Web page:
Songs for the Struggling Artist


Taking the Mic

At a theatre conference not long ago, I went to a panel discussion about theatre in Australia. All the Artistic Directors on the panel were interesting, talented, innovative leaders in the field. And every single one of them was white and male. This struck me as:

a) familiar – if we’d had a panel with the most successful Artistic Directors in the US, the panel would likely be the same and

b) peculiar, given that there was, in fact, a female artistic director THERE at the conference. I wondered: Is this how Australians want their culture represented? Is this the face of Australian arts? Even if it is dominated by white men, is that how the country wants to be seen by outsiders? I’d be horrified to see a panel of American theatre makers without a single woman or person of color on the panel. But it would be representative of who’s holding the power.

I mostly kept thinking of the female Artistic Director who wasn’t on the panel, despite her presence at the conference. Was she not invited to be a part of it? Possible. Very possible. Or was she asked to participate and declined? This is something I’d understand, particularly since she would have been the token woman on the stage. (See this brilliant Malcolm Gladwell talk about tokens for why this might be problematic.) Since I don’t know the answer to whether she was asked and refused or not asked at all – it made me ask myself how I’d feel if someone asked me to be a part of a panel on which I’d be the only woman. And I’d hesitate – for all the reasons Gladwell points to – but I have to hope that I’d take the hit and say yes anyway – out of a sense of service. I’m not clear whether it would be service to my gender, my country or to theatre but I feel like it would be my duty, if asked, to Represent. I’d need to do it, if only to provide a role model for other women trying to do the work.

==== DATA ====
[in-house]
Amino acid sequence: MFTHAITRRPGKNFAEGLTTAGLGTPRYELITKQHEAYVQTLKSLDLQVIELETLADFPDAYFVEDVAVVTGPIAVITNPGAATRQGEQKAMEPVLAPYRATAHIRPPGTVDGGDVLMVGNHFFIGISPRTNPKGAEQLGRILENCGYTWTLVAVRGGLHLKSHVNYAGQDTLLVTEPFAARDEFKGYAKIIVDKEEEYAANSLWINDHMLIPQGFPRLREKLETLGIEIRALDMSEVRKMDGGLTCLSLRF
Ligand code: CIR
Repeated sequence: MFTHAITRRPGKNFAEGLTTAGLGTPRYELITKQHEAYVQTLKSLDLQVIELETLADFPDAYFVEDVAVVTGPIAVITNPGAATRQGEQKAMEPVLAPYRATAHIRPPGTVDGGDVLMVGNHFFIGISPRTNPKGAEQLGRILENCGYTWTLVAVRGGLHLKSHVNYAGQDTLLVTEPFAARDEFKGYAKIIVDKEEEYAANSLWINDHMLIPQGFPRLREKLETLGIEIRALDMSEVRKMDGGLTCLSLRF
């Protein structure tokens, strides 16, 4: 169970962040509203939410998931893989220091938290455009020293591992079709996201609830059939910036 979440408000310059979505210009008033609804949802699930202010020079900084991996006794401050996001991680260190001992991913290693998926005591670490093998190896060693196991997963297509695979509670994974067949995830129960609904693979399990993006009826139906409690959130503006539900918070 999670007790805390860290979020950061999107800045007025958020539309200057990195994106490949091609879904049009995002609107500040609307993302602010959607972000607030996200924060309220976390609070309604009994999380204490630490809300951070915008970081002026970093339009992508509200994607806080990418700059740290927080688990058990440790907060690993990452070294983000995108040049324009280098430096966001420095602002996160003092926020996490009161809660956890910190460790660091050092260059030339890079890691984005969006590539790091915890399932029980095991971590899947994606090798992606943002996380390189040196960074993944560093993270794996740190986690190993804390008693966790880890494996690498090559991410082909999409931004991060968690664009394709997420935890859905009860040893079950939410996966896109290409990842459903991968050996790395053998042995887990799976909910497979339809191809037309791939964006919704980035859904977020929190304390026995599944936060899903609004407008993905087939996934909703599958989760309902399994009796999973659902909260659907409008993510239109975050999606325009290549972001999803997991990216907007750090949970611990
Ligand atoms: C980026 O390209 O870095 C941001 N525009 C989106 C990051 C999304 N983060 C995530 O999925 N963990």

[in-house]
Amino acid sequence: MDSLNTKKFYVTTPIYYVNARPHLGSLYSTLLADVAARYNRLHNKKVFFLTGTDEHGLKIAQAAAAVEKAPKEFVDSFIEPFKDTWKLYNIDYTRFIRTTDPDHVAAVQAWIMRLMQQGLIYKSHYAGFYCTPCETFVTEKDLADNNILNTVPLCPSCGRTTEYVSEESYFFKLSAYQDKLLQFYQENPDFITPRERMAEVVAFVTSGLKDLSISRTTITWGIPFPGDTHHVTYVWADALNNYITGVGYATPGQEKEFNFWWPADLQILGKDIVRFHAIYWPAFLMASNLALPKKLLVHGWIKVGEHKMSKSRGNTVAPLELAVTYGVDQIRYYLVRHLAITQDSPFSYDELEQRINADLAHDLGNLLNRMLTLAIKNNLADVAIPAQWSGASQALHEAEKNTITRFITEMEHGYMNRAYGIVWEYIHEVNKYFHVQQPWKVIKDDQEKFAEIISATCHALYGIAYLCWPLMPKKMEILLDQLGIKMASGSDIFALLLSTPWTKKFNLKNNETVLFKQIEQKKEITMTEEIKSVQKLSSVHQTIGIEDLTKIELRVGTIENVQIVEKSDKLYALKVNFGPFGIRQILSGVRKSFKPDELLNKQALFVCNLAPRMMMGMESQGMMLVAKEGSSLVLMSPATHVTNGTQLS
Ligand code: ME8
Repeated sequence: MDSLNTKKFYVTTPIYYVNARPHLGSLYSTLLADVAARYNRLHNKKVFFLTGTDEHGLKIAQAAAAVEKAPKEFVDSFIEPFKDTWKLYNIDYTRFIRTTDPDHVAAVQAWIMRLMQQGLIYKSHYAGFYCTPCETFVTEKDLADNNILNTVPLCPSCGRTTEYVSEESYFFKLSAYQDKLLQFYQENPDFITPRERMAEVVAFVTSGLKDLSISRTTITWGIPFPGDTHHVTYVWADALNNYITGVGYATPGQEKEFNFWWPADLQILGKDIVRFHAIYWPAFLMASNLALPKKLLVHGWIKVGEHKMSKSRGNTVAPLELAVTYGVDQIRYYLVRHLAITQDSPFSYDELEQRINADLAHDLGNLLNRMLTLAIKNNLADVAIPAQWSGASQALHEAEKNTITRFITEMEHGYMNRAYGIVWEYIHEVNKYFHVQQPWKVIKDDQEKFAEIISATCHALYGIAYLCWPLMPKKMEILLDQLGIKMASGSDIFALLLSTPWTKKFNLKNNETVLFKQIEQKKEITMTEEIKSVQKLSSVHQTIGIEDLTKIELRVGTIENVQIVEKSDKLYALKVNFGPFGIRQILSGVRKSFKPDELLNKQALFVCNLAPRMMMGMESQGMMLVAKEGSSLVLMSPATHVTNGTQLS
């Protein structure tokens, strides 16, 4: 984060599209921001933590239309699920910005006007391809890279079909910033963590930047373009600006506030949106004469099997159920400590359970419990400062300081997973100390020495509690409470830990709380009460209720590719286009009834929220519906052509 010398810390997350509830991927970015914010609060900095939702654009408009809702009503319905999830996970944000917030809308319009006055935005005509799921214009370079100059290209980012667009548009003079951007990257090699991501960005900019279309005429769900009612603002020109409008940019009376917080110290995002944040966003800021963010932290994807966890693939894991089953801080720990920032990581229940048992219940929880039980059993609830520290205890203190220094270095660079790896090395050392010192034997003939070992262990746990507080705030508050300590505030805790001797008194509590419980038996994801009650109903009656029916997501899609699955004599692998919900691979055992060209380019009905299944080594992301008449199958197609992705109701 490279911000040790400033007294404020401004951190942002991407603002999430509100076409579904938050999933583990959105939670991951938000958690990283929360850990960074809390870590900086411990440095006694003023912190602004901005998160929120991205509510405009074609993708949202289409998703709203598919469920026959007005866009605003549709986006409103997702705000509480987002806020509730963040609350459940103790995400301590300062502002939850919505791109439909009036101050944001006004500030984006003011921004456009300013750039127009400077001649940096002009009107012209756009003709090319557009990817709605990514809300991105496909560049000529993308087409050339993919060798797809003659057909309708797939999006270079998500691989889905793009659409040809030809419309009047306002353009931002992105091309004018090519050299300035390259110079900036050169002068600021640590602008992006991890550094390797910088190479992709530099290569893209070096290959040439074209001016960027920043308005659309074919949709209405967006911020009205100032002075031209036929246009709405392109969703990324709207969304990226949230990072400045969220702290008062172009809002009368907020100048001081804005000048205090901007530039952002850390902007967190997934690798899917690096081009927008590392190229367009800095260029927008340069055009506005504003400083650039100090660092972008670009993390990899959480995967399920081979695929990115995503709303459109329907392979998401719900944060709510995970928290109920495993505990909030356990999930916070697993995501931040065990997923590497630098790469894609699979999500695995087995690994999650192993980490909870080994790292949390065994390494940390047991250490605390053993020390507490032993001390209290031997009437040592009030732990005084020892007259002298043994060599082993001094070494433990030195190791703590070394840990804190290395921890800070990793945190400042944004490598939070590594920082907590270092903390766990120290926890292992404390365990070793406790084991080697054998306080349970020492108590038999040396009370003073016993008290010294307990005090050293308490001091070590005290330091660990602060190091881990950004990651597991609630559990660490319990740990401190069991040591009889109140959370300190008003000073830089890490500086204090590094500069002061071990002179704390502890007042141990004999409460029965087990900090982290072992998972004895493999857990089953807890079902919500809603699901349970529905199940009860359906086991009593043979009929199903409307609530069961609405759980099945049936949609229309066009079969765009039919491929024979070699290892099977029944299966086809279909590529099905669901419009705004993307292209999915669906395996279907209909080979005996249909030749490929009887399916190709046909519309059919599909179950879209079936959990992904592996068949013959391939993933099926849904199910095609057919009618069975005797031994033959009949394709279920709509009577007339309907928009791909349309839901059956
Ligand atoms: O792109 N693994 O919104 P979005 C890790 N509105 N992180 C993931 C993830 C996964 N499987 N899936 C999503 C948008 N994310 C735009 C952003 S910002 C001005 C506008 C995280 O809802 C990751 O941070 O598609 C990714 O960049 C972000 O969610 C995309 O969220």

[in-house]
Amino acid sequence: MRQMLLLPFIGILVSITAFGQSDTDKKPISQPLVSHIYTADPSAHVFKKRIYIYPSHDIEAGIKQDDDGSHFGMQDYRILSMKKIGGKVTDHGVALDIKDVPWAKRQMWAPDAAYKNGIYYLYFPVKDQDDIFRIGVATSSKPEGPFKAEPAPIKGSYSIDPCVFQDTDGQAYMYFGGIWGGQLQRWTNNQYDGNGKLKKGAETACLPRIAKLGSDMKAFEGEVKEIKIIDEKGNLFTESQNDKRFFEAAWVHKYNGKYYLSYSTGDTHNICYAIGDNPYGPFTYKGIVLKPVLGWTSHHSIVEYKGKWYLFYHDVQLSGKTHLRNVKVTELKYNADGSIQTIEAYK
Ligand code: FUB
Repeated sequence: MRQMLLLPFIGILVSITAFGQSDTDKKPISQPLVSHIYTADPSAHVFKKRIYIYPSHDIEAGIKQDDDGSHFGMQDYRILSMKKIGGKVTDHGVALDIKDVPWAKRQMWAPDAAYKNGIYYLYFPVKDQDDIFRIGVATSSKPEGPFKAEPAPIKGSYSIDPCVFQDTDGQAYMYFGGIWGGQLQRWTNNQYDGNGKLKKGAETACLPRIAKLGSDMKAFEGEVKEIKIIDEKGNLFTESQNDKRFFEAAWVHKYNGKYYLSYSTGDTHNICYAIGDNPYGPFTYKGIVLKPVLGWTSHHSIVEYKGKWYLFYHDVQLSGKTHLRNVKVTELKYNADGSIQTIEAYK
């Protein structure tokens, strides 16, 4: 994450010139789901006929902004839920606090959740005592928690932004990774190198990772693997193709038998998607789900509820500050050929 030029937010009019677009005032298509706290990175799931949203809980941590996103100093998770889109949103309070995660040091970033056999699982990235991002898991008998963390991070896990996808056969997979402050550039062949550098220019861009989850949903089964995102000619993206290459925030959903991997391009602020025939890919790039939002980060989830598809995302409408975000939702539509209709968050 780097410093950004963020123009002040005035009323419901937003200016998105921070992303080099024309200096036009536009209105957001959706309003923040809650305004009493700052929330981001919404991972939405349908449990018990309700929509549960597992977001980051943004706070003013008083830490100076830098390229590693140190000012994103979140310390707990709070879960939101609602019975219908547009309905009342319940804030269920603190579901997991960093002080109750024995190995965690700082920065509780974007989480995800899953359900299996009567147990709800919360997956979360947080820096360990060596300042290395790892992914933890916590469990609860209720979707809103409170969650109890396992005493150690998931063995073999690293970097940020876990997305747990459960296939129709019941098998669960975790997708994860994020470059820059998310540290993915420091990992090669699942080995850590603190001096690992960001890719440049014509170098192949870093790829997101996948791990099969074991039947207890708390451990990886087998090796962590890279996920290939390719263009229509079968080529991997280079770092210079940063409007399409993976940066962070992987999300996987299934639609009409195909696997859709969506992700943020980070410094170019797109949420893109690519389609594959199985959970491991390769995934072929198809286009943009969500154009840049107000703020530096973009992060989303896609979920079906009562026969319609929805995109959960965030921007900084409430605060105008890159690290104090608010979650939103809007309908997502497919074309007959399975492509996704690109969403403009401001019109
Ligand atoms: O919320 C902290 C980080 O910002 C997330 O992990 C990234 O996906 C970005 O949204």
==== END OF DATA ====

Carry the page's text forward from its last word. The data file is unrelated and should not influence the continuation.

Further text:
It’s complicated. Part of me wonders if the organizers had said to the lone female Artistic Director, who maybe turned them down, “Hey listen, you’d be the only women on stage, if you turn this down, Australia’s going to look like a sexist stronghold. Are you sure you don’t want to join us?” Would she have joined them?

Prior to a couple of years ago, I would have thought gender equity was only a problem in this country. I was sure that at least other Western powerhouses had gotten a handle on the inequity. I know from the worldwide attention my blog got that this is not the case. So I understand that a bunch of white dudes representing a country is likely very accurate. But isn’t a panel a sort of idealized vision of what could be? Even if the community itself is still inequitable couldn’t we make an attempt to even out the imbalance in front of other countries?

I couldn’t help but notice that in the AUDIENCE of that panel discussion were  female producers and performers from Australia. Could not this particular panel’s idea of theatre-makers expand into roles beyond artistic directors?

The executive producer of the female Artistic Director’s company was present in the audience (also female) and in order to contribute to the conversation, raised her hand and made a comment about  her work and the field – essentially participating in the panel from the floor. So did a female Australian performer. No mic. Just chutzpah. It feels like that’s what we have to do to get in the doors of such things. When no one gives us a mic, we have to speak up and out of turn.

Speaking out of turn is not my natural impulse. But I was inspired by the women who, when they weren’t invited to the party, just turned up anyway and made their presence known. They’re my new role models. And if someone asks me to be on a panel, I fell like it’s now my duty to participate, even if I don’t want to. Give me the mic. Or I’ll take it.

open-mic

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And this article JUST went through my twitter feed: http://www.womenaustralia.info/leaders/biogs/WLE0682b.htm

Comment by erainbowd




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